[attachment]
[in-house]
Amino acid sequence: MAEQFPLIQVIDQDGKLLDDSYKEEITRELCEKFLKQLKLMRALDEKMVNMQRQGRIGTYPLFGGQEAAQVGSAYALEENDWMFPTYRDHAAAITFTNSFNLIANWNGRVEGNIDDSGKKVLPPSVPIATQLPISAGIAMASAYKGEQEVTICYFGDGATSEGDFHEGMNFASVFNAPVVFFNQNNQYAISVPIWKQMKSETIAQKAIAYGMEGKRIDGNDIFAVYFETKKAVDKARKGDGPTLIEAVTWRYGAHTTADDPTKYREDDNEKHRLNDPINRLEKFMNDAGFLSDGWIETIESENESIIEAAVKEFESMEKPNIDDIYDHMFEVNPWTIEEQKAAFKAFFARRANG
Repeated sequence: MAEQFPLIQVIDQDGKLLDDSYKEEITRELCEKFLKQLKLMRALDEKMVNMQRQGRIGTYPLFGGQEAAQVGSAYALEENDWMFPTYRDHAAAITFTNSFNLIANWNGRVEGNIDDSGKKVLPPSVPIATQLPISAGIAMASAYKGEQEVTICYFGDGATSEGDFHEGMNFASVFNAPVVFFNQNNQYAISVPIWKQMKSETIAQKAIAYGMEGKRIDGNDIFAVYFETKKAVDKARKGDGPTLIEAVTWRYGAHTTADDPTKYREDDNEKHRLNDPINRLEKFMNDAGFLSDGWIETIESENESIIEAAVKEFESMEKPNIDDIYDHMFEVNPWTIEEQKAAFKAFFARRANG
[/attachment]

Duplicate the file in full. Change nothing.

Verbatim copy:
[in-house]
Amino acid sequence: MAEQFPLIQVIDQDGKLLDDSYKEEITRELCEKFLKQLKLMRALDEKMVNMQRQGRIGTYPLFGGQEAAQVGSAYALEENDWMFPTYRDHAAAITFTNSFNLIANWNGRVEGNIDDSGKKVLPPSVPIATQLPISAGIAMASAYKGEQEVTICYFGDGATSEGDFHEGMNFASVFNAPVVFFNQNNQYAISVPIWKQMKSETIAQKAIAYGMEGKRIDGNDIFAVYFETKKAVDKARKGDGPTLIEAVTWRYGAHTTADDPTKYREDDNEKHRLNDPINRLEKFMNDAGFLSDGWIETIESENESIIEAAVKEFESMEKPNIDDIYDHMFEVNPWTIEEQKAAFKAFFARRANG
Repeated sequence: MAEQFPLIQVIDQDGKLLDDSYKEEITRELCEKFLKQLKLMRALDEKMVNMQRQGRIGTYPLFGGQEAAQVGSAYALEENDWMFPTYRDHAAAITFTNSFNLIANWNGRVEGNIDDSGKKVLPPSVPIATQLPISAGIAMASAYKGEQEVTICYFGDGATSEGDFHEGMNFASVFNAPVVFFNQNNQYAISVPIWKQMKSETIAQKAIAYGMEGKRIDGNDIFAVYFETKKAVDKARKGDGPTLIEAVTWRYGAHTTADDPTKYREDDNEKHRLNDPINRLEKFMNDAGFLSDGWIETIESENESIIEAAVKEFESMEKPNIDDIYDHMFEVNPWTIEEQKAAFKAFFARRANG